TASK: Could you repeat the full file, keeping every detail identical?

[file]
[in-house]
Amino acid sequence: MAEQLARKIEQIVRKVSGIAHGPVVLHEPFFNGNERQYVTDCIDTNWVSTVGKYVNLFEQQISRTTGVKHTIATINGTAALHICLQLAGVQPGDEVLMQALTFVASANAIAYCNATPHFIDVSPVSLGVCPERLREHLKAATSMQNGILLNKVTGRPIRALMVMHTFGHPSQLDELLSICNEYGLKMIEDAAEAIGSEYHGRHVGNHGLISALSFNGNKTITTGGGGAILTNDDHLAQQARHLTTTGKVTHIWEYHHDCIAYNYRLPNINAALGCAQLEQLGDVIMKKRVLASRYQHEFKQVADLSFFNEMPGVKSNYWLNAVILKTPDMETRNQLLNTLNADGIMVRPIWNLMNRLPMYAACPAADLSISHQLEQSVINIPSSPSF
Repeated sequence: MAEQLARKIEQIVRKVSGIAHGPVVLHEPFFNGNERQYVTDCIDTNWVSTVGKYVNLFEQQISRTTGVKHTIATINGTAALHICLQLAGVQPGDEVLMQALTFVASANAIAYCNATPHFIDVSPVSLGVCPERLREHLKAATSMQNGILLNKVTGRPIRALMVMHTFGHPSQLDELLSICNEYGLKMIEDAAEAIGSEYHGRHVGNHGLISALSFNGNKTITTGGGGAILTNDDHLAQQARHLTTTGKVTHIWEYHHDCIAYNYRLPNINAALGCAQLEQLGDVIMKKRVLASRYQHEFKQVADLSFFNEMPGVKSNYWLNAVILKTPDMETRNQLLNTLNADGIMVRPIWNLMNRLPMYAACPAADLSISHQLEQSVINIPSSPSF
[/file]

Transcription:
[in-house]
Amino acid sequence: MAEQLARKIEQIVRKVSGIAHGPVVLHEPFFNGNERQYVTDCIDTNWVSTVGKYVNLFEQQISRTTGVKHTIATINGTAALHICLQLAGVQPGDEVLMQALTFVASANAIAYCNATPHFIDVSPVSLGVCPERLREHLKAATSMQNGILLNKVTGRPIRALMVMHTFGHPSQLDELLSICNEYGLKMIEDAAEAIGSEYHGRHVGNHGLISALSFNGNKTITTGGGGAILTNDDHLAQQARHLTTTGKVTHIWEYHHDCIAYNYRLPNINAALGCAQLEQLGDVIMKKRVLASRYQHEFKQVADLSFFNEMPGVKSNYWLNAVILKTPDMETRNQLLNTLNADGIMVRPIWNLMNRLPMYAACPAADLSISHQLEQSVINIPSSPSF
Repeated sequence: MAEQLARKIEQIVRKVSGIAHGPVVLHEPFFNGNERQYVTDCIDTNWVSTVGKYVNLFEQQISRTTGVKHTIATINGTAALHICLQLAGVQPGDEVLMQALTFVASANAIAYCNATPHFIDVSPVSLGVCPERLREHLKAATSMQNGILLNKVTGRPIRALMVMHTFGHPSQLDELLSICNEYGLKMIEDAAEAIGSEYHGRHVGNHGLISALSFNGNKTITTGGGGAILTNDDHLAQQARHLTTTGKVTHIWEYHHDCIAYNYRLPNINAALGCAQLEQLGDVIMKKRVLASRYQHEFKQVADLSFFNEMPGVKSNYWLNAVILKTPDMETRNQLLNTLNADGIMVRPIWNLMNRLPMYAACPAADLSISHQLEQSVINIPSSPSF